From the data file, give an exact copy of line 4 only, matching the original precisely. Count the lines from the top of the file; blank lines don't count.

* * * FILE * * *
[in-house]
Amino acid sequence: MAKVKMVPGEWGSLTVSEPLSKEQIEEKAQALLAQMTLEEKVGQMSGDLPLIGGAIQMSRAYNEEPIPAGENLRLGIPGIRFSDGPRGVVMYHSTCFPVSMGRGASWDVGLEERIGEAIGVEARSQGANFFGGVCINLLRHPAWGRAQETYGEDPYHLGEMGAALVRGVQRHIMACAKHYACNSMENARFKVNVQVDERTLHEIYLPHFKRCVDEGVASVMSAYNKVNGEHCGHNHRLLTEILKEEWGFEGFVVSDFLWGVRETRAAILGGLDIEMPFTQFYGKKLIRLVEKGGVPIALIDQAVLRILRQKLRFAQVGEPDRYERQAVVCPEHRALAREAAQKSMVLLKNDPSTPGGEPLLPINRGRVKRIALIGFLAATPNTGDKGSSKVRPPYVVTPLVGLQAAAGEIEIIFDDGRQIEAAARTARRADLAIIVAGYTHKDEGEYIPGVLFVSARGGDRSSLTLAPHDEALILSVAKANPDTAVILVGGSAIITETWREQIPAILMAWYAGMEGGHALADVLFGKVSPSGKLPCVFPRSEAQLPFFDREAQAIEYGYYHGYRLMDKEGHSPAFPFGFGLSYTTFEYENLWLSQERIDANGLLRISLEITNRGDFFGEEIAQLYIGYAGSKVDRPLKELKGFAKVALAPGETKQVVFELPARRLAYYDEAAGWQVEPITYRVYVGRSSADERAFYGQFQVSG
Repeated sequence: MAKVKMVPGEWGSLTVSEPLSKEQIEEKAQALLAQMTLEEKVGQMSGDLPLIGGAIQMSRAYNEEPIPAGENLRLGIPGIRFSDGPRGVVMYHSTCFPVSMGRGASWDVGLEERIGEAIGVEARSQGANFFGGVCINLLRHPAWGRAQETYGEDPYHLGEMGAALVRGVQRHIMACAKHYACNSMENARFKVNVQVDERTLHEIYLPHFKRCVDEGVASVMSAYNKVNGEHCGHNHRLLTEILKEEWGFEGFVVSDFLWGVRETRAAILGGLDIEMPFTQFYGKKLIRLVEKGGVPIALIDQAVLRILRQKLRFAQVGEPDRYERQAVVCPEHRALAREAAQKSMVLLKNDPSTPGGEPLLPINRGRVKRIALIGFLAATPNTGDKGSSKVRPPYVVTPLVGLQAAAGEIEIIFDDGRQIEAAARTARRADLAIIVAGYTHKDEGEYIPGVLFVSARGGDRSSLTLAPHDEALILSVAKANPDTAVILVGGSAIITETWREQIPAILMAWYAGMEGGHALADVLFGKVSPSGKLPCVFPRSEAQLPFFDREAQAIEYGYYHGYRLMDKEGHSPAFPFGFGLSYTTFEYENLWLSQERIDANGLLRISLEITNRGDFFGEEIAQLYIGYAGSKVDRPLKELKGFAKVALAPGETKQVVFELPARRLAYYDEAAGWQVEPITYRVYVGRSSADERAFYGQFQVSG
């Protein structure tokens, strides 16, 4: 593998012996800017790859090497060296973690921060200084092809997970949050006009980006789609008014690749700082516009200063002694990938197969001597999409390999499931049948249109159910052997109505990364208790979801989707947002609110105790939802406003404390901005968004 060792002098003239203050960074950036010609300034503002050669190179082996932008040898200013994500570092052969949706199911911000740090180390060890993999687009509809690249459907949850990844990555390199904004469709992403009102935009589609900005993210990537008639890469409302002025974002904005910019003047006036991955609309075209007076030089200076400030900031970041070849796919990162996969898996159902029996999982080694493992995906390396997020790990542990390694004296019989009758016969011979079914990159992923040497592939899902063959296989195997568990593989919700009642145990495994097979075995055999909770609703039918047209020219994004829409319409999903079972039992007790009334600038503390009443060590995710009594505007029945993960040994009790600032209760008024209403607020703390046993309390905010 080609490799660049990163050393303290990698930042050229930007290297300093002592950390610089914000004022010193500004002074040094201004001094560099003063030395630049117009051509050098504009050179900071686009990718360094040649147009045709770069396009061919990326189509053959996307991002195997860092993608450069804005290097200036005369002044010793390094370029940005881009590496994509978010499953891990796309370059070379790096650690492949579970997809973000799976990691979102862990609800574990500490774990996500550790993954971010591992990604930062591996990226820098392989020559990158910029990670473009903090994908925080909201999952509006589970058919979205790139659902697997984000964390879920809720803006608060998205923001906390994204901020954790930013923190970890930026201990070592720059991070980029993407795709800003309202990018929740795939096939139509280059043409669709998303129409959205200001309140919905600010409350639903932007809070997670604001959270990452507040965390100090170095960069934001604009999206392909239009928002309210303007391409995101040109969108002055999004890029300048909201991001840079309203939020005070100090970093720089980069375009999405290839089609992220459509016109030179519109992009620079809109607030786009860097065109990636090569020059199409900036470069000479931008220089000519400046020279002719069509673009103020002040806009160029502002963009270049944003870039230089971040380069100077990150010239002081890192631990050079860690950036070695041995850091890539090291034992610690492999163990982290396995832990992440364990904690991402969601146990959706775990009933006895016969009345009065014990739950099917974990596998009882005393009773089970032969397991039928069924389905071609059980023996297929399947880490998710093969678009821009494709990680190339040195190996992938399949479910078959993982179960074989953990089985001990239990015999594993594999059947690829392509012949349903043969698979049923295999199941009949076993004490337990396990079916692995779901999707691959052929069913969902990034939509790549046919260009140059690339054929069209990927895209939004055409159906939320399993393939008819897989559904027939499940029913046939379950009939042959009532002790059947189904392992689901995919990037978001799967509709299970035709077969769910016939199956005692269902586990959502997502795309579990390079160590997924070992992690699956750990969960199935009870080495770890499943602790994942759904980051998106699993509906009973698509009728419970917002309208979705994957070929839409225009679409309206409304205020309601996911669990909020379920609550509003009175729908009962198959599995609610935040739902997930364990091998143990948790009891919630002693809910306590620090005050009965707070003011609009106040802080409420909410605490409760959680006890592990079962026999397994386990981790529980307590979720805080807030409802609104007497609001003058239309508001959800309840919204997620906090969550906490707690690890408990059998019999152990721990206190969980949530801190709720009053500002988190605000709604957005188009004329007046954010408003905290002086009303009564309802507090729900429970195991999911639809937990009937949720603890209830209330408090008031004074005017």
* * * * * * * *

């Protein structure tokens, strides 16, 4: 593998012996800017790859090497060296973690921060200084092809997970949050006009980006789609008014690749700082516009200063002694990938197969001597999409390999499931049948249109159910052997109505990364208790979801989707947002609110105790939802406003404390901005968004 060792002098003239203050960074950036010609300034503002050669190179082996932008040898200013994500570092052969949706199911911000740090180390060890993999687009509809690249459907949850990844990555390199904004469709992403009102935009589609900005993210990537008639890469409302002025974002904005910019003047006036991955609309075209007076030089200076400030900031970041070849796919990162996969898996159902029996999982080694493992995906390396997020790990542990390694004296019989009758016969011979079914990159992923040497592939899902063959296989195997568990593989919700009642145990495994097979075995055999909770609703039918047209020219994004829409319409999903079972039992007790009334600038503390009443060590995710009594505007029945993960040994009790600032209760008024209403607020703390046993309390905010 080609490799660049990163050393303290990698930042050229930007290297300093002592950390610089914000004022010193500004002074040094201004001094560099003063030395630049117009051509050098504009050179900071686009990718360094040649147009045709770069396009061919990326189509053959996307991002195997860092993608450069804005290097200036005369002044010793390094370029940005881009590496994509978010499953891990796309370059070379790096650690492949579970997809973000799976990691979102862990609800574990500490774990996500550790993954971010591992990604930062591996990226820098392989020559990158910029990670473009903090994908925080909201999952509006589970058919979205790139659902697997984000964390879920809720803006608060998205923001906390994204901020954790930013923190970890930026201990070592720059991070980029993407795709800003309202990018929740795939096939139509280059043409669709998303129409959205200001309140919905600010409350639903932007809070997670604001959270990452507040965390100090170095960069934001604009999206392909239009928002309210303007391409995101040109969108002055999004890029300048909201991001840079309203939020005070100090970093720089980069375009999405290839089609992220459509016109030179519109992009620079809109607030786009860097065109990636090569020059199409900036470069000479931008220089000519400046020279002719069509673009103020002040806009160029502002963009270049944003870039230089971040380069100077990150010239002081890192631990050079860690950036070695041995850091890539090291034992610690492999163990982290396995832990992440364990904690991402969601146990959706775990009933006895016969009345009065014990739950099917974990596998009882005393009773089970032969397991039928069924389905071609059980023996297929399947880490998710093969678009821009494709990680190339040195190996992938399949479910078959993982179960074989953990089985001990239990015999594993594999059947690829392509012949349903043969698979049923295999199941009949076993004490337990396990079916692995779901999707691959052929069913969902990034939509790549046919260009140059690339054929069209990927895209939004055409159906939320399993393939008819897989559904027939499940029913046939379950009939042959009532002790059947189904392992689901995919990037978001799967509709299970035709077969769910016939199956005692269902586990959502997502795309579990390079160590997924070992992690699956750990969960199935009870080495770890499943602790994942759904980051998106699993509906009973698509009728419970917002309208979705994957070929839409225009679409309206409304205020309601996911669990909020379920609550509003009175729908009962198959599995609610935040739902997930364990091998143990948790009891919630002693809910306590620090005050009965707070003011609009106040802080409420909410605490409760959680006890592990079962026999397994386990981790529980307590979720805080807030409802609104007497609001003058239309508001959800309840919204997620906090969550906490707690690890408990059998019999152990721990206190969980949530801190709720009053500002988190605000709604957005188009004329007046954010408003905290002086009303009564309802507090729900429970195991999911639809937990009937949720603890209830209330408090008031004074005017």